"The biggest challenge was to compete with all the 'big names,' formerly only seen on TV," she said. "A lot of them were and are still my role models."

Studer, who will turn 16 on June 26, resides in Thun and represents Gym Berner Oberland. Her coaches are Fabien Martin (head coach, mainly responsible for uneven bars), Natalia Mikhailova (assistant coach, mainly responsible for balance beam), Jérôme Martin (Fabien's brother, assistant coach, mainly responsible for vault and floor exercise) and Desislava (Dessi) Bürgi (choreography).

Aiming for the World Championships in Montreal in October, Studer and her coaches are preparing for a few possible competitions between now and the fall.

This month Studer is slated for the Flanders International Team Challenge in Ghent, Belgium, on June 10-11; and "Le Duel," a "very new format for Switzerland" in Lugano.

"The plan until Montreal sees four competitions," Studer said. "However, it is not finalized yet and things may change.

Potential September competitions for Studer include the Swiss Championships, the Swiss Team Championships and the Challenge Cup/French International in Paris.

In Cluj, Studer's all-around total 50.432 points ranked her third among Swiss gymnasts. Teammates Ilaria Käslin (51.199) and Lynn Genhart (50.632) advanced to the 24-gymnast all-around final. Studer said she too has the potential to move ahead in future competitions.

"We have to work on the difficulty level primarily," she said. "Adding new elements and combinations is what I am focusing on."

As Studer merges with the Swiss team's veterans including two-time Olympian Giulia Steingruber, Käslin and others, she said she has unique qualities to contribute.

"Positive thinking and a lot of positive energy are what I can bring to the team," she told IG. "I am a team player with ambition and the will to fight for the team and myself."

International Gymnast magazine's recent coverage of Swiss gymnasts includes:
"Finding Herself" - Genhart profile (November 2016)
Steingruber cover photo (May 2015)
"Brägger Breaks Through" - Pablo Brägger profile (January/February 2014)
Interview with former Swiss team head coach Zoltan Jordanov (January/February 2014)
"A New Swiss Standout" - Käslin profile (December 2013)
"Full Force" - Steingruber interview (June 2013)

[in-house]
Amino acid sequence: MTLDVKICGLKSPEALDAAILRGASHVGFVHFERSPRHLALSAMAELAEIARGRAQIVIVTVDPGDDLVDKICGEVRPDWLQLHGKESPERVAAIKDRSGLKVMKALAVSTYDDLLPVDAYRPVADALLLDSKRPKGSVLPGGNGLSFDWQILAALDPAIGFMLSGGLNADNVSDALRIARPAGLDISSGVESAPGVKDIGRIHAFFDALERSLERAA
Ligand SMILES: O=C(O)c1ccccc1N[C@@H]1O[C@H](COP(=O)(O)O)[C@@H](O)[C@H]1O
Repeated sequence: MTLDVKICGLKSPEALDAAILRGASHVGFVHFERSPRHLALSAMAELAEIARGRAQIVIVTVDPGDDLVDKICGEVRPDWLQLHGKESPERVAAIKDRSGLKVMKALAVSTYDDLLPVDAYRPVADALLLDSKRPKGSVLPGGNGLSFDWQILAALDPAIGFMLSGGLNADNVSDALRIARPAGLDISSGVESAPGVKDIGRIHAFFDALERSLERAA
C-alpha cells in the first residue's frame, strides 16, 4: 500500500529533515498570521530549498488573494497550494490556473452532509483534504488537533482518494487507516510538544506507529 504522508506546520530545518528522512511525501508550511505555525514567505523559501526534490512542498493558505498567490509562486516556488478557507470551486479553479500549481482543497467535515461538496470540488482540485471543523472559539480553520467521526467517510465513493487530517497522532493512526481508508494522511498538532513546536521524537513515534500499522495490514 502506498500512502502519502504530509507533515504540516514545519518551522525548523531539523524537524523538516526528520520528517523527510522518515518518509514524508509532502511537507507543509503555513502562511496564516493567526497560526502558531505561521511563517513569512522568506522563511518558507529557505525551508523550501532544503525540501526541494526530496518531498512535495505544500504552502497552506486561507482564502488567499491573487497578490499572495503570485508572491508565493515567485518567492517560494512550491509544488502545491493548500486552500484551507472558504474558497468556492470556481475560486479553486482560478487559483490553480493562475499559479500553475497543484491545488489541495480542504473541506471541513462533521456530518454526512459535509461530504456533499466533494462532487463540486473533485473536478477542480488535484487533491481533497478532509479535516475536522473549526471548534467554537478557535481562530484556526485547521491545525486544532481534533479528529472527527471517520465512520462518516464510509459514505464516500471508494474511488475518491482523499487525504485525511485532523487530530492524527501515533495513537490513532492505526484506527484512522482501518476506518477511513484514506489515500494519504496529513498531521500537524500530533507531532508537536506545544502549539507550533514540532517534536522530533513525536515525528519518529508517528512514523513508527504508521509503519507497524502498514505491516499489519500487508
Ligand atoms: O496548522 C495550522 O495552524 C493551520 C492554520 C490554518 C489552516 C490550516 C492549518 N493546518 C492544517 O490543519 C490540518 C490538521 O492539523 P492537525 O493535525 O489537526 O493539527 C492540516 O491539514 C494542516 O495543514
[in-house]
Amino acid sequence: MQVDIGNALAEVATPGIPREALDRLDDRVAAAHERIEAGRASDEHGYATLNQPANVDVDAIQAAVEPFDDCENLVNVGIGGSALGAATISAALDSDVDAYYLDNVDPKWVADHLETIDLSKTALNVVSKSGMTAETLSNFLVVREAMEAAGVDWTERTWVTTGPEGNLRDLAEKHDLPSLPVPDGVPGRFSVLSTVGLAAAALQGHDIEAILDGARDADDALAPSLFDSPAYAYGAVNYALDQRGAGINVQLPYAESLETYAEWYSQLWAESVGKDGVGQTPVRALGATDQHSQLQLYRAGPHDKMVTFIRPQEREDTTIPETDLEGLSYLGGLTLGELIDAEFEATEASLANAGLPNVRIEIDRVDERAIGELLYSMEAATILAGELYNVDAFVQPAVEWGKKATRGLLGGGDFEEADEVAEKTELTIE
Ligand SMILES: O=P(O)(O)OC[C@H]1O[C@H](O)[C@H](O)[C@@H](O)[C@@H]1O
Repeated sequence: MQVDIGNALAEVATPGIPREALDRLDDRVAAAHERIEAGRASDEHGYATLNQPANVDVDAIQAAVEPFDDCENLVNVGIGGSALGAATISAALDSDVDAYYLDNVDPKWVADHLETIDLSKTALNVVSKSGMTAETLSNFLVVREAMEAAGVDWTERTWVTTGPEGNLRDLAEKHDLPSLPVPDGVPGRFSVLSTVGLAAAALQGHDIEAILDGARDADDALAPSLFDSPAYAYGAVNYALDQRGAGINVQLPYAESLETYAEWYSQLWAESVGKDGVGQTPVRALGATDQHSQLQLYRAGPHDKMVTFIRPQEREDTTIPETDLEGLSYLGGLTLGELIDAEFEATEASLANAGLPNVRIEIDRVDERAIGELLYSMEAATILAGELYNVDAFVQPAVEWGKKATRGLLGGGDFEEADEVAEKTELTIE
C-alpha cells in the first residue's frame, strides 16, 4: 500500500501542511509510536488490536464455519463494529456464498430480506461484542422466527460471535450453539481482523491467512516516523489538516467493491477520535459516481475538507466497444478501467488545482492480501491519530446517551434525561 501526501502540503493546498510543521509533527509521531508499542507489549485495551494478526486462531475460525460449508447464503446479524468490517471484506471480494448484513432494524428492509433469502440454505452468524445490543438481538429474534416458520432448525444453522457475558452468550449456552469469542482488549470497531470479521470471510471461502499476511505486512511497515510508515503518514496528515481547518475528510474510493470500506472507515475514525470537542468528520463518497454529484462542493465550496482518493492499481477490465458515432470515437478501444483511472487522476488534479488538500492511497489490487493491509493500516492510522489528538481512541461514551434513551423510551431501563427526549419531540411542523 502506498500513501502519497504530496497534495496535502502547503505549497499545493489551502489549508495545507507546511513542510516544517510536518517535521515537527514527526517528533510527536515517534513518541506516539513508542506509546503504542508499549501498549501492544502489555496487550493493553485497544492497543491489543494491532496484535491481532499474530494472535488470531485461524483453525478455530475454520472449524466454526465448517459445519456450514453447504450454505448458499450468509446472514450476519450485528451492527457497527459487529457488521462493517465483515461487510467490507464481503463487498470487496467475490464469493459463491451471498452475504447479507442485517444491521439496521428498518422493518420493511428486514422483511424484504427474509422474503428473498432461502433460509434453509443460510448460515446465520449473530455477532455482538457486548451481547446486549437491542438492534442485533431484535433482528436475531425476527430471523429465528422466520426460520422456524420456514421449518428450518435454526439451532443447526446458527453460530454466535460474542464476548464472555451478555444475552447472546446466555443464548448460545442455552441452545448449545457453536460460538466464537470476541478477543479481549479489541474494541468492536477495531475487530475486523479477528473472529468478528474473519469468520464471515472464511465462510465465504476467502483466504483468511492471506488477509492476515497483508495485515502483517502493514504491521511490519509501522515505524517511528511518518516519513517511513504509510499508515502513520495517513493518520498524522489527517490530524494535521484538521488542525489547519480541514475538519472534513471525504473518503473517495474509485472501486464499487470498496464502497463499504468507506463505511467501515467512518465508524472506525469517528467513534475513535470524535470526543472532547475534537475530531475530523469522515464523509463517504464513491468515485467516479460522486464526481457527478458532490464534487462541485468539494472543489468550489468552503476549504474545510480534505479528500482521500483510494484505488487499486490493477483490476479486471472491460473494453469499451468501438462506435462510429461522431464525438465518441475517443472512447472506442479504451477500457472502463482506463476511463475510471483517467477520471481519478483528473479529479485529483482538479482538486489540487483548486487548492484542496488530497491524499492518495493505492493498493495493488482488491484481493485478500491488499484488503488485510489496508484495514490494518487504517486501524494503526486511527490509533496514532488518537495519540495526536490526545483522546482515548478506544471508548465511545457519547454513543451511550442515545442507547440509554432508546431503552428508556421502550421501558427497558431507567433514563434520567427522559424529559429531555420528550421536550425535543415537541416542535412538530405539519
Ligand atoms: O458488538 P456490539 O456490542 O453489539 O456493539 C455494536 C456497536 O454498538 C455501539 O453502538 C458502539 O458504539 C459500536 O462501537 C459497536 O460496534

To order back issues, or subscribe to the print and/or digital edition of International Gymnast magazine, click here.

Written by John Crumlish    Sunday, 04 June 2017 12:36    PDF Print
'Amazing' Senior Debut Rouses South Africa's Rooskrantz
(6 votes, average 4.33 out of 5)

First-year senior Caitlin Rooskrantz of South Africa told IG that placing fifth on uneven bars at last month's Challenge Cup of Koper, Slovenia, exceeded her expectations and gave her satisfaction.

First-year senior Caitlin Rooskrantz (South Africa)

"My goal was to at least to qualify in eighth place on bars," she said. "I was very pleased with my performance and the fact that I qualified in sixth position, which was better than I aimed for. Placing fifth in finals was an amazing achievement for me and I am very proud of myself, as this was my first-ever senior competition."

Rooskrantz's next international competitive targets include making the uneven bars final and "possibly try" to win a medal at the Challenge Cup of Szombathely, Hungary, in September; and qualifying for the World Championships in Montreal in October.

"I'm hoping to win the South African nationals as I believe I am capable," she added.

Rooskrantz, who placed second all-around at last fall's Junior Commonwealth Championships in Namibia, began training at age 7.

"I've always been a very agile and active child, and friends of my parents recommended enrolling me into gymnastics," she said. "I loved it and have never looked back."

To continue making international strides, Rooskrantz wants to better her form.

"My main focus is to tidy up all my elements so I can score higher marks in my execution," said Rooskrantz, who trains under coaches Ilse Pelser and Glen Hlongwane at Johannesburg Gymnastics Centre in Newlands, Johannesburg. "My difficulty is already up to standard for where I want it to be right now, but I can improve my execution score by quite a lot still."

No South African female artistic gymnast has competed at the Olympics Games since 2004, but the optimistic Rooskrantz said persistence and steadiness could help her earn advance to the 2020 Games in Tokyo.

"I think it will take a whole lot of hard work, dedication, commitment and consistency," she told IG. "I feel that I am fairly up to standard when it comes to my difficulty, at least for now, but my execution needs some more work. Since the Olympics has always been a very important goal, I will have to give it my all in the next three years to make it to Tokyo and end the 16-year drought."